Fixing Surging Generator – BlackMax 414CC / 5700 Watt / Honda GX 390

Several years ago I purchased a Black Max 5700 Watt Generator with a 414CC Honda GX390 Engine so I could power my house during power outages. I bought it at Sam’s Club. I love the generator – it was small enough to move around and just large enough to run my whole house while keeping gas consumption low. I wanted 30 amps of 240 volts so I could run everything.

But it had a surging problem. If you are in a hurry, here is a video of the before and after:

Here is the detail on what happened.

Bad News – Surging – Warranty Useless
As soon as I turned it on, it would not idle. Unless it was under load, it would surge because it could not idle. The governor would notice it was about to stall and then give it gas – then slow it down, and it would almost stall and over and over again every second.

Under load the governor opened up the butterfly a bit and it would maintain RPMs nicely for hours. I was ticked off that this brand new generator could not idle. So I contacted Black Max and told them I had just bought it days ago and it surged. They told me that their warranty covered everything *except* the engine. They gave me a number to call about the engine. When I called the engine warranty number – they effectively said – I had not bought the engine from them and so I would have to work through Black Max. I called back Black Max and hit a wall. Lesson learned – if crap is broken as purchased – take it back to where you bought it – right away.

The workaround
But since I liked the generator so much I found a “hack” where I would use the choke to keep the revs up while it was not under load and then it worked well enough to get me through two power outages.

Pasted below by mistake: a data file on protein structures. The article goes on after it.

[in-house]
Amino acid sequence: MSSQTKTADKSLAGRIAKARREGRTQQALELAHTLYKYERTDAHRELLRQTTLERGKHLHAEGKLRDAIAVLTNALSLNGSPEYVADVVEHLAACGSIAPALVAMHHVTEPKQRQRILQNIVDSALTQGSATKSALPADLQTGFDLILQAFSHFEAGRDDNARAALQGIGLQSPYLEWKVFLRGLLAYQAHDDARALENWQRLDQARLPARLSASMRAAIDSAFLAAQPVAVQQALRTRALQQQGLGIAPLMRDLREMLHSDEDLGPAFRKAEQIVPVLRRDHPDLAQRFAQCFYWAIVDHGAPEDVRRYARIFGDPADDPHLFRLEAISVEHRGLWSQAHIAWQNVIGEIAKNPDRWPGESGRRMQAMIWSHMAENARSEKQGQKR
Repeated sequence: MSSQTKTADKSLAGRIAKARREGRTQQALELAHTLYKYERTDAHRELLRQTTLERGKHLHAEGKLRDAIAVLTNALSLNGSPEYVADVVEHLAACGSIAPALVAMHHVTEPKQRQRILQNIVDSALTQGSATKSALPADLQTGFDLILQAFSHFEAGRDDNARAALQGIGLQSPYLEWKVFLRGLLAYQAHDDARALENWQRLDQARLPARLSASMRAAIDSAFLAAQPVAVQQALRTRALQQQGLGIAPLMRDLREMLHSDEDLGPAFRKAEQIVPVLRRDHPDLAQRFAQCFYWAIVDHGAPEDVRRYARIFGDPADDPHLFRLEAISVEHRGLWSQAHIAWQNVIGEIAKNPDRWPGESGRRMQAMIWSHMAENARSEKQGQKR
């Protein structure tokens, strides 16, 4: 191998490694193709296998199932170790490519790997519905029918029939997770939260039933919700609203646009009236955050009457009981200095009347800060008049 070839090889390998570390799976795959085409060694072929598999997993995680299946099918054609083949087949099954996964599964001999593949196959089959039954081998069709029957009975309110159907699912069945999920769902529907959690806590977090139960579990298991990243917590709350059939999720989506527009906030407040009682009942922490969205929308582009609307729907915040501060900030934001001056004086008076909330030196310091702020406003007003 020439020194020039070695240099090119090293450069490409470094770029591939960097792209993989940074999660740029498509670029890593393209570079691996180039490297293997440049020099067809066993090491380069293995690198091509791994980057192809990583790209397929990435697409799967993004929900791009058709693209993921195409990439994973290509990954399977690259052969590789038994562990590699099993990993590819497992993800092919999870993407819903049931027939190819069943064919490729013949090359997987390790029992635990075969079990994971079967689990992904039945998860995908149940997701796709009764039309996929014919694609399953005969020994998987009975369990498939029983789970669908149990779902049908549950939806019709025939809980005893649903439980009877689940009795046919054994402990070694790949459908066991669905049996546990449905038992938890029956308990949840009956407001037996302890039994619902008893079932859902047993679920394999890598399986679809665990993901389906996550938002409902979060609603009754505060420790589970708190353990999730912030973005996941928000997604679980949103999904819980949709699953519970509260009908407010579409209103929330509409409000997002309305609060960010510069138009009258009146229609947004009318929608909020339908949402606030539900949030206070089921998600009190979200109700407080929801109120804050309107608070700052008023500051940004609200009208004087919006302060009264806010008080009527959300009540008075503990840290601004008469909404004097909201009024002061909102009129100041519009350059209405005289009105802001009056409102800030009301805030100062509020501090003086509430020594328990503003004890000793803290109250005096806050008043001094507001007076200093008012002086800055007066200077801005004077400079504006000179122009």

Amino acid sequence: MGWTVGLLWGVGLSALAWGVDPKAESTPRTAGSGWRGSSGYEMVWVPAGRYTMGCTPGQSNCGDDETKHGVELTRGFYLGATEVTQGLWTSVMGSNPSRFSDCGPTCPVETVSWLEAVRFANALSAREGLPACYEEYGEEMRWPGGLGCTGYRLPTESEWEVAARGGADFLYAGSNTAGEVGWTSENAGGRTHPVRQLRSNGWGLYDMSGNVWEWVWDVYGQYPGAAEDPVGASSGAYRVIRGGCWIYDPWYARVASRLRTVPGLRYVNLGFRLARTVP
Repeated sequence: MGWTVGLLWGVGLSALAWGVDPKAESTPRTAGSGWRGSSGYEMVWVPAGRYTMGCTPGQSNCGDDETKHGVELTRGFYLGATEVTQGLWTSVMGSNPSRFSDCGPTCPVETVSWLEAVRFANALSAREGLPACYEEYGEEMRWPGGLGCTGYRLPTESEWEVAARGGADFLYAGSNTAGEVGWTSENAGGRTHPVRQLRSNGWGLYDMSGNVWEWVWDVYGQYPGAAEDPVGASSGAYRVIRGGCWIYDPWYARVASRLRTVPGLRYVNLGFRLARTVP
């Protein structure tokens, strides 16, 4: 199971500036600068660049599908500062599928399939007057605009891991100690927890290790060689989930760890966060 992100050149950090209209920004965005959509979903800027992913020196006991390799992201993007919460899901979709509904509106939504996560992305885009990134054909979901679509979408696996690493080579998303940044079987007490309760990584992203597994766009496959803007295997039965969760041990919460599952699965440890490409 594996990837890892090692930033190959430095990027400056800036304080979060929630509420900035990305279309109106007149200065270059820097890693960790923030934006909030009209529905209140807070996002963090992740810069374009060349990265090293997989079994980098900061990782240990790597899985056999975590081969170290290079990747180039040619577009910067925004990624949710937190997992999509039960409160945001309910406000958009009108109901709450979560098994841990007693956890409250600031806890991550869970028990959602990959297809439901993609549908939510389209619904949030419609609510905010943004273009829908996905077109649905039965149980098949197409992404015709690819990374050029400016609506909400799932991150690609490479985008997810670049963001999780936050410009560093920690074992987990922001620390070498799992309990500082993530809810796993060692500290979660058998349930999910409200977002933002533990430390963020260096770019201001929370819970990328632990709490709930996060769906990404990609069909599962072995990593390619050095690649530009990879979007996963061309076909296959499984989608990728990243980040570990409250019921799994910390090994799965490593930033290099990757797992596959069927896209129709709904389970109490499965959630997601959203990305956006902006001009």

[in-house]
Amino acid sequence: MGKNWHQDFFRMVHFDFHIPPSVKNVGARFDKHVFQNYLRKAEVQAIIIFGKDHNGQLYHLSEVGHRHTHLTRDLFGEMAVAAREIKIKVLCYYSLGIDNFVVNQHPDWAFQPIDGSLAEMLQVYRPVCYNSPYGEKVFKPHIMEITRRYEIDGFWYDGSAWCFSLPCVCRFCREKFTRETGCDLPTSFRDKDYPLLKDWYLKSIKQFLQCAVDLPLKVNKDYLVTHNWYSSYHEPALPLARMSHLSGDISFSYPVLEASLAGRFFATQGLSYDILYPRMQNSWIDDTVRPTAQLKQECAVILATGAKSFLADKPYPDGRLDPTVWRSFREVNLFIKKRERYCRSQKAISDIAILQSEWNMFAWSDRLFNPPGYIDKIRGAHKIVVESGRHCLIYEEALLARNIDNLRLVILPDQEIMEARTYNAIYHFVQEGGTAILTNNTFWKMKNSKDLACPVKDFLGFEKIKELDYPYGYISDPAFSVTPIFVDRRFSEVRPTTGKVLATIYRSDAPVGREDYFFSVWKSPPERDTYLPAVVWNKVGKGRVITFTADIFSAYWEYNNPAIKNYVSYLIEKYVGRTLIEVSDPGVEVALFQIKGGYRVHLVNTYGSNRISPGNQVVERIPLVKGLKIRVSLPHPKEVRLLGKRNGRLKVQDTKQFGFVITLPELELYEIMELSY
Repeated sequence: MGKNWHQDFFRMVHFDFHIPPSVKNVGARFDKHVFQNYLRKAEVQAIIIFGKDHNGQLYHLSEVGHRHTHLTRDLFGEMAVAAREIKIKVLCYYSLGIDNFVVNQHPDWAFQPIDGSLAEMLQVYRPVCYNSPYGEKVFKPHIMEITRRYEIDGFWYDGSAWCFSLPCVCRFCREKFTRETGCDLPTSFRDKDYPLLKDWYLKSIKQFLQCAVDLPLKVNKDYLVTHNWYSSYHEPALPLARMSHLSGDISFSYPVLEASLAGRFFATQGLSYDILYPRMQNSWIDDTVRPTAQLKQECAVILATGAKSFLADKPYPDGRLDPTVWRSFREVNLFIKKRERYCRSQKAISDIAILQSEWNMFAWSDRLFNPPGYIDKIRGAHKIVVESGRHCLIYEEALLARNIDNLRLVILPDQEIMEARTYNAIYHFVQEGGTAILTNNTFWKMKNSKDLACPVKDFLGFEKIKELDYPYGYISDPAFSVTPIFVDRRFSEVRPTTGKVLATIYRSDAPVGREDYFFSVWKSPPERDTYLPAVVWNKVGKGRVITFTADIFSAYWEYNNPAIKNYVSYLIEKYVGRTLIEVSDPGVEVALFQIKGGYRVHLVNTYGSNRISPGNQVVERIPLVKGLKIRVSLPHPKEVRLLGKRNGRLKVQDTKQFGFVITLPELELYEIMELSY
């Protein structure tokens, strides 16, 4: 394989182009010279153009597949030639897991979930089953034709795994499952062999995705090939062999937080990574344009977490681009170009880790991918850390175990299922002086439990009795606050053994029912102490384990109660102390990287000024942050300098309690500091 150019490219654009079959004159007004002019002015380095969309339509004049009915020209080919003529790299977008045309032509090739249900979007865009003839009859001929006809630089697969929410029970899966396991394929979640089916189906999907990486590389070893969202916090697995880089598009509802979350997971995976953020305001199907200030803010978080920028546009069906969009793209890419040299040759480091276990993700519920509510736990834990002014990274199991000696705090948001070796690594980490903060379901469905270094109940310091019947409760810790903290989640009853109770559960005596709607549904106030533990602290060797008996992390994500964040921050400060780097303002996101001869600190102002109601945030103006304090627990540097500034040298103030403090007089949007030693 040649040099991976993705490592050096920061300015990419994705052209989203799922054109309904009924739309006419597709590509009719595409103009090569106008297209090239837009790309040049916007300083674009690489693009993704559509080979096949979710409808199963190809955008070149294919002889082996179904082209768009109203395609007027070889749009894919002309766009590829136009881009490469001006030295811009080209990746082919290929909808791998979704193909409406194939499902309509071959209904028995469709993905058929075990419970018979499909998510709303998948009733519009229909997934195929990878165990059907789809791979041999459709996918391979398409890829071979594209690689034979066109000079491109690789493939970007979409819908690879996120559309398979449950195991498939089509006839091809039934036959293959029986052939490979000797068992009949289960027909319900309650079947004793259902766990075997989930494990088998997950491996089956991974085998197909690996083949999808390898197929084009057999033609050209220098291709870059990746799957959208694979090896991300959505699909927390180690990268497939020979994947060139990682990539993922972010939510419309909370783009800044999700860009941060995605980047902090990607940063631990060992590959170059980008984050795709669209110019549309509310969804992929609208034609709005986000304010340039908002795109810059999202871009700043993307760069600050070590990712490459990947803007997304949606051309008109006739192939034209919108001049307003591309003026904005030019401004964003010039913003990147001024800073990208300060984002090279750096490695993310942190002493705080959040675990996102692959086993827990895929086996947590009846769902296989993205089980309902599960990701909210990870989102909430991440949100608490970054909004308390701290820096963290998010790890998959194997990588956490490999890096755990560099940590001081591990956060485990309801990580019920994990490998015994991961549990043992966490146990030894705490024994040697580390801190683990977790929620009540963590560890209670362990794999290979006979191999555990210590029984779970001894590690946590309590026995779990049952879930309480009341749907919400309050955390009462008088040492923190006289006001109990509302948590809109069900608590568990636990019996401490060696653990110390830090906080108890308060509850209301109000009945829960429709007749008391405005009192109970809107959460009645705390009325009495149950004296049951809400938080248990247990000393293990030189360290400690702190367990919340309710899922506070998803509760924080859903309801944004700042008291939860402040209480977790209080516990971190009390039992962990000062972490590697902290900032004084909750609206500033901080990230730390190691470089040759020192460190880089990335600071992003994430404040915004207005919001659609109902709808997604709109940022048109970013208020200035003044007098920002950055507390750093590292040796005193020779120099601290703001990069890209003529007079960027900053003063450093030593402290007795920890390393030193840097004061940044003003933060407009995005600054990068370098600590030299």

Maintenance
But then we had a winter with no power outages and so I wanted to run the engine for a while to warm it up, clear out the carbs, and get rid of condensation in the oil. I run all my engines a minimum of 30 minutes per year every year in the Fall.

Since it was warm, my choke trick did not work. If I choked it – the engine would not run – and if I let it surge for more than 10 minutes, the surging would get worse and choke itself out so bad that it would be hard to start afterwards.

This is for a unit that was well maintained with fresh gas, fuel stabilizer, and non-Ethanol gas when it was stored. It had a total of 20 hours and looked brand new.

Ah Ha! Buy a new Carburetor

The engine was running so bad that I wondered if some gum had built up – or perhaps there was just a manufacturing defect in the carb – and I figured a new carb might just fix this.

So I searched and searched for a L09 120621 D11866 carb but to no avail. But I got close and figured out that the engine is a Honda GX390 and found replacement carburetors for that.

It looked like Amazon had a carb that was almost perfect. The new carb had a fuel shut off valve that was not present on my old carb, and it did have an idle adjustment – which I liked. For < $15 I ordered one to see if I could make it work. When it arrived, the size was perfect - all the things like the choke extension, and the throttle to governor connection were exactly the same. 02-both-carbs

The only weird bit was the incoming fuel like for the new carb was 3/16″ and the incoming fuel line for the original carb was 1/4″ – so I picked up an adapter from a local parts store.

03-fuel-adapter

I put it all back together, adapted the fuel lines and started it up. It was easy to adjust the idle and minimum speed adjustment and stop it from surging.

Check out the above video for the pre-and-post.

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